Anyway I mustn't rush ahead of myself. So to come - more slouching around the lakeside cafes (we did an awful lot of that...) and a look at the Dolomite mountains, some night views of Riva and trips to Limone and Malcesine by ferry. And we might take a closer look at one of the ferries - a beautiful 1902 paddle steamer called Zanardelli. It doesn't steam any more, but is still driven by its side paddles rather than a propellor.

Large versions of the photos: Give me chance - we've not been back 24 hours yet, but all the photos from the holiday will eventually be found in this set at Flickr.

Sunday, 12 August 2012

Tourists For A Day

Yesterday we decided to be tourists for a day. We started off with breakfast with Gill and Grace and David and Jeannie in Quilligans and then whilst the ladies went shopping and D&J went off to do their own thing, I took myself off down to the North Pier.

It was a gorgeous day for being out and about and I decided to go onto the pier and take a few photos.

As you walk down the ramp onto the pier this Victorian Penny Arcade faces you at the bottom of the ramp. I love these places. They are bits of my childhood that I can relive and wallow in. When I was a boy and Mum and Dad took us to Blackpool, the arcades were still full of these wonderful machines, hardly any of which relied on electricity. They were all mechanical machines.

Most of the machines are a little later than Victorian, but many of them date from Edwardian times - 1901-1910.

Above, the Bryans Clock on the right is one such. A game of chance where winding the key after dropping your penny causes the big hand to spin. If it stops over a red line, you win. They hardly ever stopped over a red line of course...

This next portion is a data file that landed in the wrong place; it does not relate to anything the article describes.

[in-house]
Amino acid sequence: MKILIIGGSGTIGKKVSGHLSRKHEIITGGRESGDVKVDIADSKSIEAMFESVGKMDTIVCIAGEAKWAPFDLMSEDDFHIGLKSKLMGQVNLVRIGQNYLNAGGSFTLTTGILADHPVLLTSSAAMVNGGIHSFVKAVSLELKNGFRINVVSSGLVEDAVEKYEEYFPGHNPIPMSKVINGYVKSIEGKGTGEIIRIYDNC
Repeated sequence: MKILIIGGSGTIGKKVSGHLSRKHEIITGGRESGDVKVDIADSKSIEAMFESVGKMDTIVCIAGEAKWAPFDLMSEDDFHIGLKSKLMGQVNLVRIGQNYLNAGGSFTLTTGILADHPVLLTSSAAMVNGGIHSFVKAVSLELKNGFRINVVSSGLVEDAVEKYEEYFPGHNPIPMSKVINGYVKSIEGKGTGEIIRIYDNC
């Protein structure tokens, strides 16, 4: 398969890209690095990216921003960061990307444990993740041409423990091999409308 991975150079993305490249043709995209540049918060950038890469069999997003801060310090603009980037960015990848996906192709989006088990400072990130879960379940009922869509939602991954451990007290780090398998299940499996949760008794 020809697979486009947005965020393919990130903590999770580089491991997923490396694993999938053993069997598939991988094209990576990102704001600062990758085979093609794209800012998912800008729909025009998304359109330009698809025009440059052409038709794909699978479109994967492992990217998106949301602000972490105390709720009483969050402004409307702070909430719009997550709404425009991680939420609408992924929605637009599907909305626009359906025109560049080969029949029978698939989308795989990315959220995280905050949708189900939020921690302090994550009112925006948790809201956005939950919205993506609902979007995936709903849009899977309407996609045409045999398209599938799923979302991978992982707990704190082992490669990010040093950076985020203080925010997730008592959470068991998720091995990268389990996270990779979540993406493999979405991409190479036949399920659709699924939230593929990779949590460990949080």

The shooting gallery used tiny ball bearings to shoot at targets. They were fired by spring action, the spring contracted when you pulled the trigger until it was released as the trigger reached its full draw. Animal welfare would have a riot with these today - many of them had metal cats as the targets, which fell over backwards on a pivot when hit.

The North Pier never went in for the full scale amusements and darts and hoopla stalls along its length. It remained true to its original purpose - that of walking over the waves and resting in the sun. Just a few shop kiosks were to be found along its length and even those sold more refined goods. They no longer sell fur coats, but most are food related. Being on holiday obviously requires stoking up at regular intervals. Ok when I was a slim teenager - not so good now...

At the far end of the pier is a fairly modern 2-storey carousel. Of more interest is a smaller kiddies' roundabout with some far older items to sit on or in. I'd say they date from the 1940s or 50s. Western stagecoaches, rocket ships and train locomotives - engines as we used to call them.